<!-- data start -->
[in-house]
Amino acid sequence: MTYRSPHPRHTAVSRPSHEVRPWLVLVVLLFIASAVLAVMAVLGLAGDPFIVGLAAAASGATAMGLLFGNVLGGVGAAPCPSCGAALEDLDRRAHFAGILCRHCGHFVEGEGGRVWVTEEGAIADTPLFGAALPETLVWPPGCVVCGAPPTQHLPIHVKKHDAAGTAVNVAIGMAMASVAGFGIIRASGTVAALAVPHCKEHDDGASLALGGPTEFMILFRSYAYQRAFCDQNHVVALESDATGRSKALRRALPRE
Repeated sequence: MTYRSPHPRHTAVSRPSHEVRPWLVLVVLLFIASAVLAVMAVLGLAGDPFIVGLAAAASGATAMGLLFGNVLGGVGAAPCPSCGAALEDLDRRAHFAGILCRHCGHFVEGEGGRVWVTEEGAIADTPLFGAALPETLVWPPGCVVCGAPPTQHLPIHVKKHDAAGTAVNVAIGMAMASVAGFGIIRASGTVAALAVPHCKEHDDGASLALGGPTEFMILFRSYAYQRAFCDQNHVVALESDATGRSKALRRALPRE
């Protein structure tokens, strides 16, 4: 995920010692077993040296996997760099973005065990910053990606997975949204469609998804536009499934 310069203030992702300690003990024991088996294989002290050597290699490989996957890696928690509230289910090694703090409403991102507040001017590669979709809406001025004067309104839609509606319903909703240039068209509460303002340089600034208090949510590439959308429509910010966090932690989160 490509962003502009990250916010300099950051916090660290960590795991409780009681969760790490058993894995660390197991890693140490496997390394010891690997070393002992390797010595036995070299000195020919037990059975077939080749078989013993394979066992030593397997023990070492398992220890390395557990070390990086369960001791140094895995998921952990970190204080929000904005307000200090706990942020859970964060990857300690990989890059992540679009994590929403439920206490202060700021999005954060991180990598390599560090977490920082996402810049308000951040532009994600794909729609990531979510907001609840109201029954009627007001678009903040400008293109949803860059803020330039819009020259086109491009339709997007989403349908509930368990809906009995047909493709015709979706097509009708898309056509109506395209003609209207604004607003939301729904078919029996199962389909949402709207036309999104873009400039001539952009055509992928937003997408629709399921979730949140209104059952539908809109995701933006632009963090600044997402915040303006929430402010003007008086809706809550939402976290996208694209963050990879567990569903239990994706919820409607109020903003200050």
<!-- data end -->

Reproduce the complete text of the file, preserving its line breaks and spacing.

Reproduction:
[in-house]
Amino acid sequence: MTYRSPHPRHTAVSRPSHEVRPWLVLVVLLFIASAVLAVMAVLGLAGDPFIVGLAAAASGATAMGLLFGNVLGGVGAAPCPSCGAALEDLDRRAHFAGILCRHCGHFVEGEGGRVWVTEEGAIADTPLFGAALPETLVWPPGCVVCGAPPTQHLPIHVKKHDAAGTAVNVAIGMAMASVAGFGIIRASGTVAALAVPHCKEHDDGASLALGGPTEFMILFRSYAYQRAFCDQNHVVALESDATGRSKALRRALPRE
Repeated sequence: MTYRSPHPRHTAVSRPSHEVRPWLVLVVLLFIASAVLAVMAVLGLAGDPFIVGLAAAASGATAMGLLFGNVLGGVGAAPCPSCGAALEDLDRRAHFAGILCRHCGHFVEGEGGRVWVTEEGAIADTPLFGAALPETLVWPPGCVVCGAPPTQHLPIHVKKHDAAGTAVNVAIGMAMASVAGFGIIRASGTVAALAVPHCKEHDDGASLALGGPTEFMILFRSYAYQRAFCDQNHVVALESDATGRSKALRRALPRE
């Protein structure tokens, strides 16, 4: 995920010692077993040296996997760099973005065990910053990606997975949204469609998804536009499934 310069203030992702300690003990024991088996294989002290050597290699490989996957890696928690509230289910090694703090409403991102507040001017590669979709809406001025004067309104839609509606319903909703240039068209509460303002340089600034208090949510590439959308429509910010966090932690989160 490509962003502009990250916010300099950051916090660290960590795991409780009681969760790490058993894995660390197991890693140490496997390394010891690997070393002992390797010595036995070299000195020919037990059975077939080749078989013993394979066992030593397997023990070492398992220890390395557990070390990086369960001791140094895995998921952990970190204080929000904005307000200090706990942020859970964060990857300690990989890059992540679009994590929403439920206490202060700021999005954060991180990598390599560090977490920082996402810049308000951040532009994600794909729609990531979510907001609840109201029954009627007001678009903040400008293109949803860059803020330039819009020259086109491009339709997007989403349908509930368990809906009995047909493709015709979706097509009708898309056509109506395209003609209207604004607003939301729904078919029996199962389909949402709207036309999104873009400039001539952009055509992928937003997408629709399921979730949140209104059952539908809109995701933006632009963090600044997402915040303006929430402010003007008086809706809550939402976290996208694209963050990879567990569903239990994706919820409607109020903003200050």